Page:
It has quite a sturdy build property, usually mahogany or maple body, solid spruce as well. You might encounter a flame maple top ever now and then, or even a spruce top. They have excellent finishes like a satin finish, glossed finish, just the overall layout of the instrument is dazzling.
In any case, whether you decide to get one, make sure to have all the necessary equipment like a solid gig bag for safe storage. Also, check if the product has a year warranty (just in case).
Is Zither the same as an autoharp?
Even though they belong in the same family and the autoharp is an upgraded zither, they are not the same instrument. Most importantly, for the zither you need to pluck the strings yourself, while autoharp does that for you, allowing you to just play the chords you want.
How to tune an autoharp
Autoharps are tuned in the same fashion as the guitars are. You can tune them by ear, but we recommend that you buy an automatic tuner, as they are really cheap and available everywhere. You will also need a key, to turn the heads of pins on which strings are mounted. As you strain them, the tune goes higher, as you release them it goes lower.
Is it hard to learn to play the Autoharp?
Actually, it’s one of the easiest instruments you can learn how to play. The whole point of the instrument is that you just need to press a button to get a chord all served up and ready to go. Since you have from 15 to 21 chords on the instrument, you just need to learn where the buttons are for which chords, and voila – you’re a master musician that will always get the song right.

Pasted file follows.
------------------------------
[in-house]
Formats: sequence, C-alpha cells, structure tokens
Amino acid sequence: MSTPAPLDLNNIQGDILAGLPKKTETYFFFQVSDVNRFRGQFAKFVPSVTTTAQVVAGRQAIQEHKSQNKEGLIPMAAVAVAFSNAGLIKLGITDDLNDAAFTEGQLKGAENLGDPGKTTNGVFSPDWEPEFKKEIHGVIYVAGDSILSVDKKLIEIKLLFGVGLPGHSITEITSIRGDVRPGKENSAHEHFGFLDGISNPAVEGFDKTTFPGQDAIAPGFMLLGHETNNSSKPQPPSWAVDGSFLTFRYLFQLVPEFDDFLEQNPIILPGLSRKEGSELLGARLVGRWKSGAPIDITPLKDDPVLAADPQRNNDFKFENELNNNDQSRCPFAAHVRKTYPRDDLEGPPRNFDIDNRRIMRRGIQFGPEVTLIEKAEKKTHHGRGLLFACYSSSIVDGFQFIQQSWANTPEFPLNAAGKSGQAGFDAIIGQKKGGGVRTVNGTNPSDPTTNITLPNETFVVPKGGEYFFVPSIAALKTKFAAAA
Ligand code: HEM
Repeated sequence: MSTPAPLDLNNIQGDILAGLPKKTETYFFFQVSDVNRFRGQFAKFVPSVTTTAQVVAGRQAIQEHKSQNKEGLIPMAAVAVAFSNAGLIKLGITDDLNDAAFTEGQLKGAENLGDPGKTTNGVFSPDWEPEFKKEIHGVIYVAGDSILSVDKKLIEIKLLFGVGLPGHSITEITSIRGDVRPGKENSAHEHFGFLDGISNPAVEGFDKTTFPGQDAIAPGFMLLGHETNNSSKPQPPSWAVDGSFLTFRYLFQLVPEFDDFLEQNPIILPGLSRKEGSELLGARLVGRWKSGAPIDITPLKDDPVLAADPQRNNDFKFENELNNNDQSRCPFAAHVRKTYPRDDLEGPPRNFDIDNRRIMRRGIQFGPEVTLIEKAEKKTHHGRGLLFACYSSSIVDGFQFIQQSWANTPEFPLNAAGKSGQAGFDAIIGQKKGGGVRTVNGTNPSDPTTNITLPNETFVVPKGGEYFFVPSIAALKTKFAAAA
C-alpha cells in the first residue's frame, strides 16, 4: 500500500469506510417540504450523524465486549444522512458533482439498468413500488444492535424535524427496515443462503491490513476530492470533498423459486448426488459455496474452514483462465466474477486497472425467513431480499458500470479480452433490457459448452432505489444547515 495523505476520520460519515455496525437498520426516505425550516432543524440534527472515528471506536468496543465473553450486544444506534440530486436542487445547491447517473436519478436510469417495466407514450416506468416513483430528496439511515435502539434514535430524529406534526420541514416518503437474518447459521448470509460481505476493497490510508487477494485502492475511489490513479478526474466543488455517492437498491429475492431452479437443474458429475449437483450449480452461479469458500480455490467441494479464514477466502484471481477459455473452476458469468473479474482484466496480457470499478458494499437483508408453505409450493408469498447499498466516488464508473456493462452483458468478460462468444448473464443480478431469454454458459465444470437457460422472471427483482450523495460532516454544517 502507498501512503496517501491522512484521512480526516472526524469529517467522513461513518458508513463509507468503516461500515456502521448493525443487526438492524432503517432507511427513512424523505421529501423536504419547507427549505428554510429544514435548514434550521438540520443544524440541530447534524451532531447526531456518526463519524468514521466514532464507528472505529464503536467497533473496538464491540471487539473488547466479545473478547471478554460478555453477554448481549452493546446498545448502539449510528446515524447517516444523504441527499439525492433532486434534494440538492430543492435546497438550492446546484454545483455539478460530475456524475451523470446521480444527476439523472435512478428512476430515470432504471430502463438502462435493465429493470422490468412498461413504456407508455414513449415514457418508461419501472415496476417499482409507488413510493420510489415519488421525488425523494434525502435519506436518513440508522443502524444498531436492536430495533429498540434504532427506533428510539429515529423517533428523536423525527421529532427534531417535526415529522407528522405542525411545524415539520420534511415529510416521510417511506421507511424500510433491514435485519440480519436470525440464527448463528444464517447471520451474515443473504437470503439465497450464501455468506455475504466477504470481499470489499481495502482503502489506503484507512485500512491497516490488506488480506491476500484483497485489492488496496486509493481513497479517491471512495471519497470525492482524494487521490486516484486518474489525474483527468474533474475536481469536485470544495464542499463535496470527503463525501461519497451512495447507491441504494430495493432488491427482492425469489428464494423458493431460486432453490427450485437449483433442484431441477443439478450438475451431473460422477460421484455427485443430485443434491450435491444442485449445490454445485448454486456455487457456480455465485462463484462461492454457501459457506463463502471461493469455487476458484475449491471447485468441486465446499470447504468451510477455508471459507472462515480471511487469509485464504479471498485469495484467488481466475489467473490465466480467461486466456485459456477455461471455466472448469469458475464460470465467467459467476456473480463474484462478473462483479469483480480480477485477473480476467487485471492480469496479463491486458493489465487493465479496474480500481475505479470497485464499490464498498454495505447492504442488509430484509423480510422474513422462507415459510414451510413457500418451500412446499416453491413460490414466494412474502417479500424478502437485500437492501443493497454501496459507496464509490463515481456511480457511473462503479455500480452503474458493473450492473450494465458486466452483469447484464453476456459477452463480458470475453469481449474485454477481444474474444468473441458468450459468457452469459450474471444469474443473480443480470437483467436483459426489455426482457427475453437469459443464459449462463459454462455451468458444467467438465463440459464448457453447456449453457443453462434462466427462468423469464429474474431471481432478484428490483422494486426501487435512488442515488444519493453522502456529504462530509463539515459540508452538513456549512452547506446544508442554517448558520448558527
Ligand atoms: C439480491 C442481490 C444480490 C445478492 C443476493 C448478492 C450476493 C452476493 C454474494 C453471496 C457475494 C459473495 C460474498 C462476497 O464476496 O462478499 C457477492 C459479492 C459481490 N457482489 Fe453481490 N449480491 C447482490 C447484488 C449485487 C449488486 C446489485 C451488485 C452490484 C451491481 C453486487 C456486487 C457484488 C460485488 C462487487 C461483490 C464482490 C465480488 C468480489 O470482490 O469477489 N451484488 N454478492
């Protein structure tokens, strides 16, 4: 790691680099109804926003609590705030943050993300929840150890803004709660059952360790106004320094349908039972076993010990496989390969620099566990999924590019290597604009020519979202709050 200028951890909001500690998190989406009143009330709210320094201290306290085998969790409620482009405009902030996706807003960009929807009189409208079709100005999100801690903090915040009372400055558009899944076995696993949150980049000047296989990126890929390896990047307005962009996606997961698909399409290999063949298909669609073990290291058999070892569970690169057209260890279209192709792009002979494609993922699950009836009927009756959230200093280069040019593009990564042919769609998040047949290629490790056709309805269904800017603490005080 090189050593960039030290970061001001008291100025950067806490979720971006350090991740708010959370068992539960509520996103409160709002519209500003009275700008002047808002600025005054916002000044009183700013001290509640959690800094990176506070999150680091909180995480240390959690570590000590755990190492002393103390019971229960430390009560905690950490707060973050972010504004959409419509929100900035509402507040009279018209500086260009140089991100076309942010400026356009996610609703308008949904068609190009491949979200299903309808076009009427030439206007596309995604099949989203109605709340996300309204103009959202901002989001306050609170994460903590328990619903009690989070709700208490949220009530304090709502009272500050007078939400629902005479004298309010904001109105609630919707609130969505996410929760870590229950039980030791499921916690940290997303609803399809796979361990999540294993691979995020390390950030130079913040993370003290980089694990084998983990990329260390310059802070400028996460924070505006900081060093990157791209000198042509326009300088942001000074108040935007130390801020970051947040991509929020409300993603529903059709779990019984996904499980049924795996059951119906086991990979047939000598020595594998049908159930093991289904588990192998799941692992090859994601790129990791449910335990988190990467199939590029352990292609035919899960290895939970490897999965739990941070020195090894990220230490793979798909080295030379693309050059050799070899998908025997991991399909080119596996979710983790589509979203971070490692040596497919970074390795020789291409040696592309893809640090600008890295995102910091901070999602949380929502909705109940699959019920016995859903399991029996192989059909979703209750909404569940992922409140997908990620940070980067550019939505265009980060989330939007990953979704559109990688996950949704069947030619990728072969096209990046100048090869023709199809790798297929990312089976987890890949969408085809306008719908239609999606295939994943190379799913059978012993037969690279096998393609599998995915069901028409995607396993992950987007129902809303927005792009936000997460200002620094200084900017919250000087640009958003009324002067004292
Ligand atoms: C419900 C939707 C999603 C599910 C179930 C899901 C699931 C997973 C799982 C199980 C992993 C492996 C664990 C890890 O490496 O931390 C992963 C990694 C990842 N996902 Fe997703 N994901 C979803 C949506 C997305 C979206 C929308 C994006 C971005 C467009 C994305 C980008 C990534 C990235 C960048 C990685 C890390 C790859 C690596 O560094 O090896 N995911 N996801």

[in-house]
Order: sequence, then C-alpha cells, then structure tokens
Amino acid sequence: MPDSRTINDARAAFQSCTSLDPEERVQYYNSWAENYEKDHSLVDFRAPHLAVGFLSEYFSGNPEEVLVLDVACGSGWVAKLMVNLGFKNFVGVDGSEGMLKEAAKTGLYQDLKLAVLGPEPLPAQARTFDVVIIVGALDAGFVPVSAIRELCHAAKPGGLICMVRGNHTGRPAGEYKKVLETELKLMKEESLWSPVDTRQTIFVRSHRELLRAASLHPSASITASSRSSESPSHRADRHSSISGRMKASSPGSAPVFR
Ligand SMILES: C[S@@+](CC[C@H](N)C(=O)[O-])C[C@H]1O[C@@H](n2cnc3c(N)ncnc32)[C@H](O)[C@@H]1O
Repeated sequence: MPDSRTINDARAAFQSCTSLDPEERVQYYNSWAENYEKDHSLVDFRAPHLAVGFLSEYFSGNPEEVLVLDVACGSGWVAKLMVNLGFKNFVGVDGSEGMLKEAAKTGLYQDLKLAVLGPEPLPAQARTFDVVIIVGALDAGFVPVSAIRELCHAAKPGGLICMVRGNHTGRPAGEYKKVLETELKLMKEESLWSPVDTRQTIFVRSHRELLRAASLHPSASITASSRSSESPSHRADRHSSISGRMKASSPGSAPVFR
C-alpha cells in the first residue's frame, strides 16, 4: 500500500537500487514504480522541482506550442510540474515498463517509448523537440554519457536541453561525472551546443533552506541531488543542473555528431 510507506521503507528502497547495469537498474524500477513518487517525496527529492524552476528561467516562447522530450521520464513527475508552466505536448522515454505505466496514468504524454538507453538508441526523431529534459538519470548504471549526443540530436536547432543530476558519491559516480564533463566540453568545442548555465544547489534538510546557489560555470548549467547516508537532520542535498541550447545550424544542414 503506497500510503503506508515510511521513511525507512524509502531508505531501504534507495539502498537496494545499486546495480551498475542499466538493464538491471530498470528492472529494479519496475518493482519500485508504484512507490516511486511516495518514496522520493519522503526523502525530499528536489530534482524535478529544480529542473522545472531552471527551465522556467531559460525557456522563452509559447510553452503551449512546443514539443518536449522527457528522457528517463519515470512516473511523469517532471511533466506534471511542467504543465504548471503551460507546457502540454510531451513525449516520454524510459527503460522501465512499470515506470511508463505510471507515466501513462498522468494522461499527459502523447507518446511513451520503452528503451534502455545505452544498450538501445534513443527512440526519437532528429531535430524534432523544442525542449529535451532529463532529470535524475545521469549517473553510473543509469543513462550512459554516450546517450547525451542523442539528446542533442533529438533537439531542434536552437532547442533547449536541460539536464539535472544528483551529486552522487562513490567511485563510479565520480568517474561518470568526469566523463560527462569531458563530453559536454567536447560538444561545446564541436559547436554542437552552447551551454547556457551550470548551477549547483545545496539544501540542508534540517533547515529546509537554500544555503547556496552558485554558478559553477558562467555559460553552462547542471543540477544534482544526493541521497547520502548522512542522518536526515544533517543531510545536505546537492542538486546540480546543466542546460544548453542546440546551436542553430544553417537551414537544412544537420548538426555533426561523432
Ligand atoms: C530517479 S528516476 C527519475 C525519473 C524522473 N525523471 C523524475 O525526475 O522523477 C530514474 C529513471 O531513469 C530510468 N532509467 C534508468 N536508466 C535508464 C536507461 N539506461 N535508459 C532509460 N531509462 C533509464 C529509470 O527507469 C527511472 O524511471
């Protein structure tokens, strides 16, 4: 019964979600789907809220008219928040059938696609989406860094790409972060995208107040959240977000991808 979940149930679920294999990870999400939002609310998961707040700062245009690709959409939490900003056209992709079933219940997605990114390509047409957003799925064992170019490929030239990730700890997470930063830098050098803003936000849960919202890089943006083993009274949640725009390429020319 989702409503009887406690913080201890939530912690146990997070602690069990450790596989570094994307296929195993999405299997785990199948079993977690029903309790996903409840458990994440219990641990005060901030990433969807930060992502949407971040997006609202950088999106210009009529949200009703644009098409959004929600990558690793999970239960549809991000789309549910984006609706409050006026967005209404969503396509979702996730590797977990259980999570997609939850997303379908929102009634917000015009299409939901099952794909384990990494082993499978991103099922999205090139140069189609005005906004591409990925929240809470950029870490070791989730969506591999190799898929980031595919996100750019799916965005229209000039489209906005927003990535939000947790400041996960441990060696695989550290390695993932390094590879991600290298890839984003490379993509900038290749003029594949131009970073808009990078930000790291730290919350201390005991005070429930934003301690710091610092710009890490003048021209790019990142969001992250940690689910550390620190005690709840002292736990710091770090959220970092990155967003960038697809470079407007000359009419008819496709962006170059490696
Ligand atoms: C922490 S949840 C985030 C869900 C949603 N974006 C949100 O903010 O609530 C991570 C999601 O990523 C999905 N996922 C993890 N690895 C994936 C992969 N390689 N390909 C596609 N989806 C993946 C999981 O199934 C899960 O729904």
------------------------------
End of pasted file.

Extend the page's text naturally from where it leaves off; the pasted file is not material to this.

How many strings does an autoharp have?
Autoharps these days usually come with 37 strings, but through history, that number varied. They also can come with 47 and 48 strings, depending on what the musician is going after and which scale is being used. But you can count on the traditional 37 strings to always be there for you when you’re looking to buy an autoharp.
Where the Autoharp came from
Autoharps have emerged in the late 19th century, in several different places, and by several different inventors who basically all had the same idea – making of a zither that’s easier to play. Zither is an old German instrument, going back from the ancient Greek cithara, which is also a predecessor of a guitar.
When you look at an autoharp you’ll notice that it works on the same principle as a guitar, with strings and a hollow body that produces the sound working as a resonator box.
Autoharps were originally played the same as zither, laid down, but at some point, people realized that it’s much easier and more versatile when played being held upwards. They can be commonly found in fold music nowadays, accompanied by a violin, guitar, or a piano.
Autoharps are beautiful instruments with superb sound capabilities. This list has a range of beginner to pro choices, and even reasonably priced and higher-end ones to look out for.
My top autoharp pick is the Oscar Schmidt OS45CE (Acoustic/Electric Autoharp). A very good quality autoharp with a beautiful design and a well-rounded sound base.
My second autoharp pick is the ChromaHarp 21 Chord Auto Harp which has a slightly lower price and is excellent for beginners.